Little Red Book suspended from the Android Store

High-profile social commerce platform Little Red Book (Xiaohongshu) has reportedly been suspended from the Android store since yesterday, July 29. A search for the app on the Android store indicates that it is “temporarily not available”, although it is still accessible from the Apple store.

A spokesperson for Red responded that they are actively investigating the issue and current Red users are not affected. The news spread like wildfire on Weibo, with more than 900,000 threads. Many netizens weren’t surprised and criticized the platform for being poorly managed and stuffed with fake reviews and paid ads. Some have also complained about the decline in the quality of publications since its launch.

Little Red Book, founded in 2013, is a social media and e-commerce platform that has grown into a popular app for sharing product reviews and purchase of cross-border goods. The platform grew rapidly, and within six years it had 200 million monthly active users. He is currently in talks to secure $ 500 million in additional funding. To tighten up its quality control concerns, Red underwent a series of content control measures. Last January, he launched his “brand partner platform”, which insisted that KOLs clearly label their sponsored posts. In May, it overhauled its entire KOL ecosystem and in doing so eliminated over 13,000 KOLs that had fewer than 5,000 subscribers. However, in June, officials from China’s Ministry of Industry and Information Technology warned Red against soliciting information from consumers.

Users can no longer download Little Red Book on Andriod.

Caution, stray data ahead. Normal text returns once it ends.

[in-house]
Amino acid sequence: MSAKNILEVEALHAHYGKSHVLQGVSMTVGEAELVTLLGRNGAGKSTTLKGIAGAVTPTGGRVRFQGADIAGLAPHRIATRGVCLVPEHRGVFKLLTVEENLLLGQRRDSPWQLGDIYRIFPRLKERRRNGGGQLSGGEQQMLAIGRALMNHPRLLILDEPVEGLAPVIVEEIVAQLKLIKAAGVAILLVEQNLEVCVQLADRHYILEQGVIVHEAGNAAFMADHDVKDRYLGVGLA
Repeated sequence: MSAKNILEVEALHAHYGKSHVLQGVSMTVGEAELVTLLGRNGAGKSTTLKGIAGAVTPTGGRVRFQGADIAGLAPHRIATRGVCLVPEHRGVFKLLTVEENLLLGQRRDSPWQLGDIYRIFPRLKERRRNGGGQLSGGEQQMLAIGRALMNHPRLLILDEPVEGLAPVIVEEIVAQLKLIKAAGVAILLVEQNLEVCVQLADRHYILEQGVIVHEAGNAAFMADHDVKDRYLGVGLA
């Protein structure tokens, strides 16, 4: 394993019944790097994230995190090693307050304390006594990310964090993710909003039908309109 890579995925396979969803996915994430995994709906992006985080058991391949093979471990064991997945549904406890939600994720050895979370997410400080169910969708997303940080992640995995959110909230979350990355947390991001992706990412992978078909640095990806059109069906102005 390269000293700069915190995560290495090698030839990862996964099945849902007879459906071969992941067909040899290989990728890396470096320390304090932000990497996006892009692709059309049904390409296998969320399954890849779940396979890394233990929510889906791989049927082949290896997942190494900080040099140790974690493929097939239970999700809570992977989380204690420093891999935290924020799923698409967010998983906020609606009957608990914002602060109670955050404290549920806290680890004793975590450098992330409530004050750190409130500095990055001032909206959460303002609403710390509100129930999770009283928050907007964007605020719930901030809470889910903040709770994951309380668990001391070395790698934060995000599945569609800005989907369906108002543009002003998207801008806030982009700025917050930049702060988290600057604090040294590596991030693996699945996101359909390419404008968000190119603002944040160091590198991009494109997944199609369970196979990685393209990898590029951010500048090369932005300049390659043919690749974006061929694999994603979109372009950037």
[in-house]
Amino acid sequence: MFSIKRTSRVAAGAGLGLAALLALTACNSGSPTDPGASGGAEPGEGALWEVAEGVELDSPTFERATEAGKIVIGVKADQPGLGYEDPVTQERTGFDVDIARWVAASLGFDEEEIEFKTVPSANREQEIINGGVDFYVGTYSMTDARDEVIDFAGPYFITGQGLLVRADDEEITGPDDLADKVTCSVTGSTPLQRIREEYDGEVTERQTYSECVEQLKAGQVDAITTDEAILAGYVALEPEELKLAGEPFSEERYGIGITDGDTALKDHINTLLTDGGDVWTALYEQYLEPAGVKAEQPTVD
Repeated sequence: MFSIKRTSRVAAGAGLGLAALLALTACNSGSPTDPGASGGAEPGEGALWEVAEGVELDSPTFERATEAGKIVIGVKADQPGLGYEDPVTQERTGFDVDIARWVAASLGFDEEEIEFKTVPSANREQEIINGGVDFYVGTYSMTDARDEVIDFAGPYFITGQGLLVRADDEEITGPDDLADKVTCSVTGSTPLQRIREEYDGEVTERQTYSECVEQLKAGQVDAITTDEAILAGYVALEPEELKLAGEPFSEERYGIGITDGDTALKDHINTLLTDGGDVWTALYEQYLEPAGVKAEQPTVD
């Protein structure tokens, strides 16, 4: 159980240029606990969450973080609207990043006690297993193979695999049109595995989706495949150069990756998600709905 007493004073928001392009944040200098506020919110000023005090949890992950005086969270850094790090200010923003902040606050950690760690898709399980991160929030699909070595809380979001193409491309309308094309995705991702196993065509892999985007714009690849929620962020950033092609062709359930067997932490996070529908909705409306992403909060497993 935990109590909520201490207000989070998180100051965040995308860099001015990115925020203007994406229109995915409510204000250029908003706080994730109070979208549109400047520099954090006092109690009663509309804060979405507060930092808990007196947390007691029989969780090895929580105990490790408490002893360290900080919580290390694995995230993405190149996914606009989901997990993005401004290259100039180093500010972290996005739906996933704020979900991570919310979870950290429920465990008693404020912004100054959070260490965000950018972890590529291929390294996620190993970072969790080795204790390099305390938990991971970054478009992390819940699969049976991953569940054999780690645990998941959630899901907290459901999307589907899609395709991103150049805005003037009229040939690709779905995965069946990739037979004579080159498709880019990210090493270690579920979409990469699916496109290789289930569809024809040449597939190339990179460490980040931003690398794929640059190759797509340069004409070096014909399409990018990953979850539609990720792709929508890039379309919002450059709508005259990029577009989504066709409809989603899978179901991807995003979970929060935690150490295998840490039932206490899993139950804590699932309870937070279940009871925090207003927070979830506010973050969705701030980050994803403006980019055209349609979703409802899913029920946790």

Under pressure from investors, the platform appears to be caught between trying to grow while trying to maintain high content quality. To date, many luxury brands are taking a wait-and-see approach to the platform despite its popularity. “We are still seeing the growth of the platform and whether the demographics match our target consumers,” said an anonymous New York-based executive in charge of US luxury brands in the Chinese market. Additionally, some brands have questioned ROI in terms of actual sales, as Red is largely a platform where consumers write and read reviews, not a literal sales site like the platforms. traditional e-commerce companies Tmall and

Still, many luxury brands, especially high-end beauty brands, have created official account profile pages on the site, although for now these are primarily for sponsored KOL posts. Most notably, French fashion house Louis Vuitton was one of the first to adopt the platform, inviting Chinese influencer Mr. Bags to review their bags for their first item. To date, however, most other luxury brands have yet to release anything. Maybe once Red fixes their current platforming issues, things will change.

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